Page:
(a) Initial glacier coverage (%) in the 1970s (left axis) and comparison between VIC-glacier model-simulated and observed glacier coverage change (%) from the 1970s to 2000s (right axis). (b) Cumulative glacier mass balance from the VIC-glacier model simulations and observations (Abramov, Batysh Sook, and No. 354 glacier).

Citation: Journal of Hydrometeorology 23, 10; 10.1175/JHM-D-22-0036.1

2) Streamflow

According to the observed data, at seasonal scales, in heavily glacierized basins (e.g., VKB), about 73%–81% of annual flows occur in April–September with the peak appearing in July–August (e.g., S1 or A3 in Fig. 5). By comparison, in less glacierized basins (e.g., KFB), about 67%–80% of annual flows occur in March–August (67%–80%), with the peak appearing in May–June (e.g., R2 or A7). The simulations can ably reproduce the mean seasonal pattern of measured discharge, with CC > 0.95 and bias < 5.2% (Fig. 5). The monthly variations in observed discharge (1961–2010) are also well reproduced, with the NSE of 0.73–0.92 and bias < 1%–12% among the 14 hydrological sites (Figs. S11a–n).

Fig. 5.
Fig. 5.

Mean monthly simulated, observed, and reconstructed discharge (m3 s−1) at 14 hydrological stations in the USD and UAD. The monthly and annual time series are shown in Fig. S11.

Citation: Journal of Hydrometeorology 23, 10; 10.1175/JHM-D-22-0036.1

At annual scales (Figs. S11o–r), the VIC-glacier model simulated discharge showed consistent variations (with bias of –4.6% to 13.5% and CC of 0.7–0.9) and annual change tendencies (absolute error < 1.8 mm yr−1) with the observed inflows at four reservoirs (R1–R4) in 1961–2016.

3) Snow cover fraction

To further validate the VIC-glacier model performance, the remotely sensed SCF data from MODIS was compared with the VIC model-simulated SCF for 2001–16 in 15 selected subbasins of the USD and UAD (Fig. 6). There is substantial seasonal variability in the MODIS SCF, with the highest SCF in October–March (15%–55%) and the lowest in June–August (<6%–8%) (Fig. 6). The comparison of modeled SCF and MODIS-derived SCF showed reasonable agreement in seasonal variation, with CC of 0.89–1, while the VIC model tends to underestimate the MODIS SCF by −22% to 7.1% in the USD and 3.7–52.6% in the UAD (Fig. 6). The bias may result from uncertainties in precipitation (see uncertainty in section 5).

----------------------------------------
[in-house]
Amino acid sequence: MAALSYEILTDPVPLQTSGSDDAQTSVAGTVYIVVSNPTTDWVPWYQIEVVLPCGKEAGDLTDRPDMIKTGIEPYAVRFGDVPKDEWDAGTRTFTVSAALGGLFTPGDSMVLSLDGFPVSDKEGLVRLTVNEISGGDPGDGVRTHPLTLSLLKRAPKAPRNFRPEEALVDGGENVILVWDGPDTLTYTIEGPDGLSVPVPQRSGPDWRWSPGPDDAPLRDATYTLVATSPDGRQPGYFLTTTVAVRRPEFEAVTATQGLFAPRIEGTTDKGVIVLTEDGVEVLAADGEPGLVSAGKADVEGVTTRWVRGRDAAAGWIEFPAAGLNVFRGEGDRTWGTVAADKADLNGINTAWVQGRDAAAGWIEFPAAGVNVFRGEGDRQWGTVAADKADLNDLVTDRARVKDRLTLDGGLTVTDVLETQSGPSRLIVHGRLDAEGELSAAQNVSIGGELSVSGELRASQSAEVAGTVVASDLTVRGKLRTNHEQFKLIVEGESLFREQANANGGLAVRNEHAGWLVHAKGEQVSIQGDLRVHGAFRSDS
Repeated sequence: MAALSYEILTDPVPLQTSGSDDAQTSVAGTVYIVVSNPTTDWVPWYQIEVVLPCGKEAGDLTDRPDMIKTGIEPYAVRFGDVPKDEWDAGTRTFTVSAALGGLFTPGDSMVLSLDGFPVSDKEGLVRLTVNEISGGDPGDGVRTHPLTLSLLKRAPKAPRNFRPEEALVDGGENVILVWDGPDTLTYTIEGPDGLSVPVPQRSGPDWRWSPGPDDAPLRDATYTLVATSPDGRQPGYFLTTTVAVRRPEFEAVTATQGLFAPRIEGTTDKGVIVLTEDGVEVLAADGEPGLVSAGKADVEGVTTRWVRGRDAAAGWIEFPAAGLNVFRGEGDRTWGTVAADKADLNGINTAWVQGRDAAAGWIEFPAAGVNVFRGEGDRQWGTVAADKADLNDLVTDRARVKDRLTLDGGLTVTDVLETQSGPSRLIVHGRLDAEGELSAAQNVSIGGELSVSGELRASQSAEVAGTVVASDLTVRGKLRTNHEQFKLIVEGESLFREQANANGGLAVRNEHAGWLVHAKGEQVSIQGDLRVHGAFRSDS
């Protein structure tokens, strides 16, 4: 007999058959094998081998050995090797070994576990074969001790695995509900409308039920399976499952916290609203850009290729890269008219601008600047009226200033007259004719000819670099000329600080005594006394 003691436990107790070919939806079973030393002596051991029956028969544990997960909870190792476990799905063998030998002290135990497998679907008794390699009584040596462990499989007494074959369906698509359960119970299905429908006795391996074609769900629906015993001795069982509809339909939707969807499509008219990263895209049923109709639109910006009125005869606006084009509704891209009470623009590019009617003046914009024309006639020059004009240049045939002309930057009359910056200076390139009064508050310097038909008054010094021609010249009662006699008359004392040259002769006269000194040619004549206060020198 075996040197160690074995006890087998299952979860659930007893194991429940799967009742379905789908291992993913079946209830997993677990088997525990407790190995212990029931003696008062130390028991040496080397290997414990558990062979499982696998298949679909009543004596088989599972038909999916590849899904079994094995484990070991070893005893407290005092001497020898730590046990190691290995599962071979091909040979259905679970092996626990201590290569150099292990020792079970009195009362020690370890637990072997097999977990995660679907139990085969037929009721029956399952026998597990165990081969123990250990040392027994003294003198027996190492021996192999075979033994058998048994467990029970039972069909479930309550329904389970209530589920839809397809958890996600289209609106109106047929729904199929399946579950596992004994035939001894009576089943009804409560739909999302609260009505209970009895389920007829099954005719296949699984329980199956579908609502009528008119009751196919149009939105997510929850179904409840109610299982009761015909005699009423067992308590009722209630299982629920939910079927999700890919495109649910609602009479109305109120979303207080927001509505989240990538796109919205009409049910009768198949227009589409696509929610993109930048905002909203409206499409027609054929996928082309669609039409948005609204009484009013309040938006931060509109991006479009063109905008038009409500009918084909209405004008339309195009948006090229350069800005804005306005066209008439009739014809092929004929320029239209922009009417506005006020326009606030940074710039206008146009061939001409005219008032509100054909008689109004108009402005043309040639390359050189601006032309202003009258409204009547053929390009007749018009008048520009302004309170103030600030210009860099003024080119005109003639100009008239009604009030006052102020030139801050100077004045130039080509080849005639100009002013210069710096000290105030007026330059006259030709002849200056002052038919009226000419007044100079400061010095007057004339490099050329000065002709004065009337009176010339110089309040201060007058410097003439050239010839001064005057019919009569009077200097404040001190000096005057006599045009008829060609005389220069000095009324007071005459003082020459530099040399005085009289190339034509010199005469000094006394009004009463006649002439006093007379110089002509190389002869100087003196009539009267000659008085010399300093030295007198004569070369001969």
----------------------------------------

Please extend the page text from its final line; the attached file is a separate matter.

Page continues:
Fig. 6.
Fig. 6.

Mean monthly SCF (%) from the MODIS and VIC-glacier estimates for 2001–16 in 15 basins (upstream of the hydrological stations are shown in Fig. 1).

Citation: Journal of Hydrometeorology 23, 10; 10.1175/JHM-D-22-0036.1

Overall, the well-constrained climate input data and well-calibrated and validated VIC-glacier model give us confidence to investigate the runoff regime, changes, and attribution with the model simulations in the USD and UAD.

c. Runoff changes and the attribution

1) Components and characteristics of runoff

In this section, we quantify the seasonal distribution of three major runoff components (rainfall, snowmelt, and glacier runoff) and their distribution along with elevations based on the VIC-glacier model results (Figs. 7, 8). In the USD (Fig. 7), seasonal snowmelt (36%–45%) and rainfall (48%–55%) dominate the flow regime in all subbasins, with peak discharge occurring in late spring and early summer primarily induced by snowmelt (>63%) in April–May and both snowmelt and rainfall in June–July (>80%). The contribution of glacier runoff to total flow in the USD is about 8%, associated with relatively low glacier coverage (1%, Table 1). However, glacier runoff is more significant in the heavily glacierized NRB (2.5%) subbasin in the very upper USD, providing 15% of annual and 30% of July–August monthly total flows. For the downstream subbasins of CCB, FGB, and KRB, 91%–96% of annual total flows are from nonglacierized areas (seasonal snow and rainfall), while glaciers are still seasonally important by providing 15%–40% of August–September monthly totals when precipitation is lowest.

Fig. 7.
Fig. 7.

Mean monthly runoff components (left axis) in the subbasins of the USD and UAD for 1961–2016. The pie chart indicates the average annual contribution of rainfall, snowmelt, and glacier runoff to total flow in 1961–2016. The seasonal regime of precipitation is also included.

Citation: Journal of Hydrometeorology 23, 10; 10.1175/JHM-D-22-0036.1

Fig. 8.
Fig. 8.

Percentage of total runoff and three runoff components (rainfall, snowmelt, and glacier runoff) at three elevation bands in (a) the USD basin and (b) the UAD basin. The number in the parentheses indicates the number of 10-km grids in each elevation band.

Citation: Journal of Hydrometeorology 23, 10; 10.1175/JHM-D-22-0036.1

In contrast, the UAD (Fig. 7) exhibits divergent flow regimes among the subbasins largely associated with different glacier distribution and basin morphology (Table 1). In the most glacierized VKB and PJB (glacier coverage of 5.3%–10.1%, Table 1), the annual flow regime is dominated by seasonal snow (24%–32%) and glacier melt (∼30%) (nival–glacial regime), with peak flow appearing in July–August mainly from glacier runoff (>51%). In the SKB and KFB (glacier coverage of 0.7%–0.9%), annual flow is dominated by snowmelt (∼39%) and rainfall (∼56%) (nival–pluvial regime), with flow peaking in May–June. In the KDB (glacier coverage of 0.3%), annual flow is mainly driven by rainfall runoff (74%) (pluvial regime), with flow peaking in May, while glacier runoff is a major water source (46%) in the driest months of July–September.